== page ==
A nationwide strike by thousands of South African government workers entered a second day Tuesday.
Unions representing more than 150,000 local municipal employees, including bus drivers and garbage collectors, are demanding a 15 percent wage increase amid annual inflation running at eight percent.
Employers are offering an increase of 13 percent. Workers are expected to continue the strike until unions make a decision on the offer.
Thousands of strikers attended a march in Johannesburg Tuesday where union leaders have appealed for calm after demonstrations a day earlier turned chaotic. More than 30 strikers were arrested Monday after demonstrators vandalized property, turned over garbage bins and harassed non-protesting workers.
The strike follows days of violent protests by residents of impoverished townships who have complained about poor public services from local government, which in most parts of the country is dominated by the ruling African National Congress.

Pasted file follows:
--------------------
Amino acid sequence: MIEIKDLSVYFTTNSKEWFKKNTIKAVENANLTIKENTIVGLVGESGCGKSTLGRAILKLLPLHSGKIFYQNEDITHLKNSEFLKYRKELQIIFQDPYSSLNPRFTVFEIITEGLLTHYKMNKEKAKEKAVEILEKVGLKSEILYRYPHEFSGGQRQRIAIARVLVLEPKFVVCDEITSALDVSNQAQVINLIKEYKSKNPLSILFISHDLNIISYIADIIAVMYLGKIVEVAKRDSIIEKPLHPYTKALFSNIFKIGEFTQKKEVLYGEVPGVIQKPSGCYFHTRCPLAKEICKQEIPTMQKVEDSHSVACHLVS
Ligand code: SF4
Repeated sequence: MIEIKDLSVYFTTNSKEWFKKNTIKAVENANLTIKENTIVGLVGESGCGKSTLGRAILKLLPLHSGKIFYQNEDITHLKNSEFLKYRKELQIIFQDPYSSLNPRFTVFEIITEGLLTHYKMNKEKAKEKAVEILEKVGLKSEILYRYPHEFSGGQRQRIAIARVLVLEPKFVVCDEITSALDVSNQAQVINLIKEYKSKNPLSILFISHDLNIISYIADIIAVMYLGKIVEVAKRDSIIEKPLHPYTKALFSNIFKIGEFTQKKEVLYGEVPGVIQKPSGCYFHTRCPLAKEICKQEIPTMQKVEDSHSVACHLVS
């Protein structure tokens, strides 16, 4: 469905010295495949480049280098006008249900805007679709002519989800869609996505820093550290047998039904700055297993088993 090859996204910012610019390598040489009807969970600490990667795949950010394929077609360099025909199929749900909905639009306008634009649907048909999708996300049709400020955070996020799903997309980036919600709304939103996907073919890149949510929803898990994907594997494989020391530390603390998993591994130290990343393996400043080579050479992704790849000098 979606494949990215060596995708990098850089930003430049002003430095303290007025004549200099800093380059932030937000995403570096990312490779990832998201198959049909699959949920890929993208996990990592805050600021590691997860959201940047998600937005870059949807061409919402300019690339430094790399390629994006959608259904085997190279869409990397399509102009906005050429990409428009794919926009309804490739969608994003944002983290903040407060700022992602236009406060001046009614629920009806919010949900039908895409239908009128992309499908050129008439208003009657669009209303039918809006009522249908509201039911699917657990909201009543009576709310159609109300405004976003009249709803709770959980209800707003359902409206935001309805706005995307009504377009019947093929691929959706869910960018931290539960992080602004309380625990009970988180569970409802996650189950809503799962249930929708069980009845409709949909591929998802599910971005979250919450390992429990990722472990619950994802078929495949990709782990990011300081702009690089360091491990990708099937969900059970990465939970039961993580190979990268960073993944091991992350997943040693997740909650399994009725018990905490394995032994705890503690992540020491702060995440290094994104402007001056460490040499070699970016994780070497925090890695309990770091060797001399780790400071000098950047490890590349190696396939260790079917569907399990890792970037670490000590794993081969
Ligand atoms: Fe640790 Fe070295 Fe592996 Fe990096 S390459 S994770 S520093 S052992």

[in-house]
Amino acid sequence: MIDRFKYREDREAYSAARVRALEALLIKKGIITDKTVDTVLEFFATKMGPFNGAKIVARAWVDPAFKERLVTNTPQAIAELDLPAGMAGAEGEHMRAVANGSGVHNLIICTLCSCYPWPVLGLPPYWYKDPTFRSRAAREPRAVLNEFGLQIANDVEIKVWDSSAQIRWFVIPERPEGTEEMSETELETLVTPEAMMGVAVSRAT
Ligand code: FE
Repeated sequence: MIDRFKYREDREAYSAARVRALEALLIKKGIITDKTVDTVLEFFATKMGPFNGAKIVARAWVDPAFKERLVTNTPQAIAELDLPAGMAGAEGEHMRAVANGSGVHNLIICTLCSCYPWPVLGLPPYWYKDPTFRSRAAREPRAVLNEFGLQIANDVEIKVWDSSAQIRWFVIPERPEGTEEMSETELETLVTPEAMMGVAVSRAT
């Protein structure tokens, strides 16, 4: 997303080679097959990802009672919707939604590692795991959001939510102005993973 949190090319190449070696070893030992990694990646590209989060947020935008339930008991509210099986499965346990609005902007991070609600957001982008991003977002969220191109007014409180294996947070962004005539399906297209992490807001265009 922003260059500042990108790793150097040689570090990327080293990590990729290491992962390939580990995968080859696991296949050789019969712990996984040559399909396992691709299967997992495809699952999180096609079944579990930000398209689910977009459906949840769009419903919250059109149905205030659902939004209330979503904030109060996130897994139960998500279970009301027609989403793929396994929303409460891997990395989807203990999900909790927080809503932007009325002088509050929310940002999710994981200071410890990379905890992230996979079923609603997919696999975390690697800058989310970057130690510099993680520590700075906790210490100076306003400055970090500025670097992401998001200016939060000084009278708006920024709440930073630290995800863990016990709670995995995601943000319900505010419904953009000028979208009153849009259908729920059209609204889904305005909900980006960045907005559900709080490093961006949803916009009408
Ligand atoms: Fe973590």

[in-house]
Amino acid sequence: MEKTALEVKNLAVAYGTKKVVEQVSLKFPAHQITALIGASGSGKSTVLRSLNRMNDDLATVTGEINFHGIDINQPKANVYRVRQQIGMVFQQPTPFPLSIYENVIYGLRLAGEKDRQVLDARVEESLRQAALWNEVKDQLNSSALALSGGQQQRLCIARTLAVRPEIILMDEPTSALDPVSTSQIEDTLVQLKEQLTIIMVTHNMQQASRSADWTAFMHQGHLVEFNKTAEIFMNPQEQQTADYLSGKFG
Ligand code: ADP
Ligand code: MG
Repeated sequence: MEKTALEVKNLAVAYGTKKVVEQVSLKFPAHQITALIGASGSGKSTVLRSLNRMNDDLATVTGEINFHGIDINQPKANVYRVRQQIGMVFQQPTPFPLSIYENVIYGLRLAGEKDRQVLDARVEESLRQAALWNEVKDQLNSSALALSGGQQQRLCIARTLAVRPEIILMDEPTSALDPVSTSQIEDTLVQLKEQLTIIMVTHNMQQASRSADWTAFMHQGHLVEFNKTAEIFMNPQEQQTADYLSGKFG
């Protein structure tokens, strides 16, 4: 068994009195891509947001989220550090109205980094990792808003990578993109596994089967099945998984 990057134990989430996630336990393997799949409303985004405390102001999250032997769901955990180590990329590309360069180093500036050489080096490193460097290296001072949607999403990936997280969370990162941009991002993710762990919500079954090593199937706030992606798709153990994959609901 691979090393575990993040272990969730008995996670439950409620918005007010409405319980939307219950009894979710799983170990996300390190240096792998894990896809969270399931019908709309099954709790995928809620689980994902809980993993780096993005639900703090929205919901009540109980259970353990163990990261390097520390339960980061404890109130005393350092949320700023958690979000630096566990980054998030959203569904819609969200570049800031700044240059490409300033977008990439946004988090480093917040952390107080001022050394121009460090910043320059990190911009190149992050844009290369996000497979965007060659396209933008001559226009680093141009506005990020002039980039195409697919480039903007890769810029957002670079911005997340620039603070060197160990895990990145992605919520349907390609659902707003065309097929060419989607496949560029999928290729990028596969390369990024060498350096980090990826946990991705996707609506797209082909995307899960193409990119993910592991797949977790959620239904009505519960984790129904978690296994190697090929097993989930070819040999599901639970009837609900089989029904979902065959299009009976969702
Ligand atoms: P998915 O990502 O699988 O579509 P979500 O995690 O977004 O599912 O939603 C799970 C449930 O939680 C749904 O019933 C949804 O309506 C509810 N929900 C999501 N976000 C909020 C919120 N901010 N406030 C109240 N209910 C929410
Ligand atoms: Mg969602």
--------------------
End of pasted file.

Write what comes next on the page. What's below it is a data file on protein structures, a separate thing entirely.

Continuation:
On Tuesday, police fired rubber bullets to disperse local residents after they blocked a road in a Johannesburg suburb.
Meanwhile Tuesday, South Africa's National Union of Mineworkers agreed to a pay deal with gold and coal producers, averting a strike in the mining sector.
Also, the South African Press Association (SAPA) reports that workers at the South African Broadcasting Corporation and the communications giant, Telkom, will hold a two-day strike over salary increases beginning Wednesday.
Some information for this report was provided by AFP and Reuters.